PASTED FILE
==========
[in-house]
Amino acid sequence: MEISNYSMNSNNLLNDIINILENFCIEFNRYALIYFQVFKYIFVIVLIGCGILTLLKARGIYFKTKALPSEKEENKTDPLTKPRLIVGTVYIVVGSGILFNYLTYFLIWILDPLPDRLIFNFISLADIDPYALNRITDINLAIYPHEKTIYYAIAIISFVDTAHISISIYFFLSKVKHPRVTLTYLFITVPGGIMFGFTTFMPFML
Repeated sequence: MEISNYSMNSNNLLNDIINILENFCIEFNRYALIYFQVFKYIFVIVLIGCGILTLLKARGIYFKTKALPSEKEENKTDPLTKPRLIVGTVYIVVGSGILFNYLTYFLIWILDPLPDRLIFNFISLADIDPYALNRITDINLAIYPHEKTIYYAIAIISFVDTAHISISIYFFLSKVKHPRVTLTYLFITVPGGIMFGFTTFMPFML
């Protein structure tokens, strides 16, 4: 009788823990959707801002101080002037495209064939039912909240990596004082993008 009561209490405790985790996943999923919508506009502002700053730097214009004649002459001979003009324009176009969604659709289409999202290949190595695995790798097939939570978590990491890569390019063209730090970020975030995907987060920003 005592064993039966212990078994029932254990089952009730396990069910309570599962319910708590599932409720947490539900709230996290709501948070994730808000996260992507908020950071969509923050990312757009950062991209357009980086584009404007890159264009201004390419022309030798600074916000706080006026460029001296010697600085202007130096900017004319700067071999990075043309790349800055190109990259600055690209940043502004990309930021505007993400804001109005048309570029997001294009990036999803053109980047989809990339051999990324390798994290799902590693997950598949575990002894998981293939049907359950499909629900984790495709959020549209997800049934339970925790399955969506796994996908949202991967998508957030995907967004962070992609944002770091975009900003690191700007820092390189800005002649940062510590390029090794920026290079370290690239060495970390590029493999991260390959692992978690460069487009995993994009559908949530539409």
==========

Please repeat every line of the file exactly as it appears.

[in-house]
Amino acid sequence: MEISNYSMNSNNLLNDIINILENFCIEFNRYALIYFQVFKYIFVIVLIGCGILTLLKARGIYFKTKALPSEKEENKTDPLTKPRLIVGTVYIVVGSGILFNYLTYFLIWILDPLPDRLIFNFISLADIDPYALNRITDINLAIYPHEKTIYYAIAIISFVDTAHISISIYFFLSKVKHPRVTLTYLFITVPGGIMFGFTTFMPFML
Repeated sequence: MEISNYSMNSNNLLNDIINILENFCIEFNRYALIYFQVFKYIFVIVLIGCGILTLLKARGIYFKTKALPSEKEENKTDPLTKPRLIVGTVYIVVGSGILFNYLTYFLIWILDPLPDRLIFNFISLADIDPYALNRITDINLAIYPHEKTIYYAIAIISFVDTAHISISIYFFLSKVKHPRVTLTYLFITVPGGIMFGFTTFMPFML
């Protein structure tokens, strides 16, 4: 009788823990959707801002101080002037495209064939039912909240990596004082993008 009561209490405790985790996943999923919508506009502002700053730097214009004649002459001979003009324009176009969604659709289409999202290949190595695995790798097939939570978590990491890569390019063209730090970020975030995907987060920003 005592064993039966212990078994029932254990089952009730396990069910309570599962319910708590599932409720947490539900709230996290709501948070994730808000996260992507908020950071969509923050990312757009950062991209357009980086584009404007890159264009201004390419022309030798600074916000706080006026460029001296010697600085202007130096900017004319700067071999990075043309790349800055190109990259600055690209940043502004990309930021505007993400804001109005048309570029997001294009990036999803053109980047989809990339051999990324390798994290799902590693997950598949575990002894998981293939049907359950499909629900984790495709959020549209997800049934339970925790399955969506796994996908949202991967998508957030995907967004962070992609944002770091975009900003690191700007820092390189800005002649940062510590390029090794920026290079370290690239060495970390590029493999991260390959692992978690460069487009995993994009559908949530539409």